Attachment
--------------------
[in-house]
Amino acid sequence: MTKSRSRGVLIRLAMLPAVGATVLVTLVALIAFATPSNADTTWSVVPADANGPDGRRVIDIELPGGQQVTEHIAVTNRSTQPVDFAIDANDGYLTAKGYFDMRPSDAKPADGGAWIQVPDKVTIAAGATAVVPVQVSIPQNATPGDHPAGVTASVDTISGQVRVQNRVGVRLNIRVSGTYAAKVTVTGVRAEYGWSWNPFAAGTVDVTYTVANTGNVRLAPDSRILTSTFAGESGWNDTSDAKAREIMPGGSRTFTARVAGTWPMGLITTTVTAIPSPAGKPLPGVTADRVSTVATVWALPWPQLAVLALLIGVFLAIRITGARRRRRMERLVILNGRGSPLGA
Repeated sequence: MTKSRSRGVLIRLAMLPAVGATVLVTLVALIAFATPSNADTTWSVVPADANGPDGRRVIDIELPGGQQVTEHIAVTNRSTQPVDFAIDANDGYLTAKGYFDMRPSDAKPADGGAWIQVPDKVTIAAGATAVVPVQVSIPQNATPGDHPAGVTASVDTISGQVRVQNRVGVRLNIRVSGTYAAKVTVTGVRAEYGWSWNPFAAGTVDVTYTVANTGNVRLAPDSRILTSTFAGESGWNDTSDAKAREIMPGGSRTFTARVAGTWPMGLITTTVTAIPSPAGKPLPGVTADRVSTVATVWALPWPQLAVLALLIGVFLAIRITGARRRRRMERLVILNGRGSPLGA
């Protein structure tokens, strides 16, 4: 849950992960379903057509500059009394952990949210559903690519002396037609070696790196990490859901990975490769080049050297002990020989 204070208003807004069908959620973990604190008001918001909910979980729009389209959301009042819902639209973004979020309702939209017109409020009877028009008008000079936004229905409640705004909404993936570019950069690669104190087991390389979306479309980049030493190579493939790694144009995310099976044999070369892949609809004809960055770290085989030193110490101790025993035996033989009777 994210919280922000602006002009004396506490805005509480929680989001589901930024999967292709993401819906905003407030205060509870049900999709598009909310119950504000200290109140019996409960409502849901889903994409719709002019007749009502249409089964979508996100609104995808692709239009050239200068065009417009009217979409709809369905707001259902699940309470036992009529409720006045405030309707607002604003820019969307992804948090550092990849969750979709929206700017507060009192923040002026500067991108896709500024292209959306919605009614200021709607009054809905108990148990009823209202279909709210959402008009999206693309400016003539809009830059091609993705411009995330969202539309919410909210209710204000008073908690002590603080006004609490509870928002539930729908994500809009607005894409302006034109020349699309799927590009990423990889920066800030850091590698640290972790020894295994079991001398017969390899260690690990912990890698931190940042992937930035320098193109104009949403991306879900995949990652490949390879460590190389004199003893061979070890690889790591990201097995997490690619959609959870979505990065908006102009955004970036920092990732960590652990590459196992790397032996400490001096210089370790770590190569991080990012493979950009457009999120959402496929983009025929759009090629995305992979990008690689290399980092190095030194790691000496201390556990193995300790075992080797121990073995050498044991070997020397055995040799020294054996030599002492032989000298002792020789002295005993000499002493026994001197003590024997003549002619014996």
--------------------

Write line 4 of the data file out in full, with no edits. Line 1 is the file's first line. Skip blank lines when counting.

């Protein structure tokens, strides 16, 4: 849950992960379903057509500059009394952990949210559903690519002396037609070696790196990490859901990975490769080049050297002990020989 204070208003807004069908959620973990604190008001918001909910979980729009389209959301009042819902639209973004979020309702939209017109409020009877028009008008000079936004229905409640705004909404993936570019950069690669104190087991390389979306479309980049030493190579493939790694144009995310099976044999070369892949609809004809960055770290085989030193110490101790025993035996033989009777 994210919280922000602006002009004396506490805005509480929680989001589901930024999967292709993401819906905003407030205060509870049900999709598009909310119950504000200290109140019996409960409502849901889903994409719709002019007749009502249409089964979508996100609104995808692709239009050239200068065009417009009217979409709809369905707001259902699940309470036992009529409720006045405030309707607002604003820019969307992804948090550092990849969750979709929206700017507060009192923040002026500067991108896709500024292209959306919605009614200021709607009054809905108990148990009823209202279909709210959402008009999206693309400016003539809009830059091609993705411009995330969202539309919410909210209710204000008073908690002590603080006004609490509870928002539930729908994500809009607005894409302006034109020349699309799927590009990423990889920066800030850091590698640290972790020894295994079991001398017969390899260690690990912990890698931190940042992937930035320098193109104009949403991306879900995949990652490949390879460590190389004199003893061979070890690889790591990201097995997490690619959609959870979505990065908006102009955004970036920092990732960590652990590459196992790397032996400490001096210089370790770590190569991080990012493979950009457009999120959402496929983009025929759009090629995305992979990008690689290399980092190095030194790691000496201390556990193995300790075992080797121990073995050498044991070997020397055995040799020294054996030599002492032989000298002792020789002295005993000499002493026994001197003590024997003549002619014996």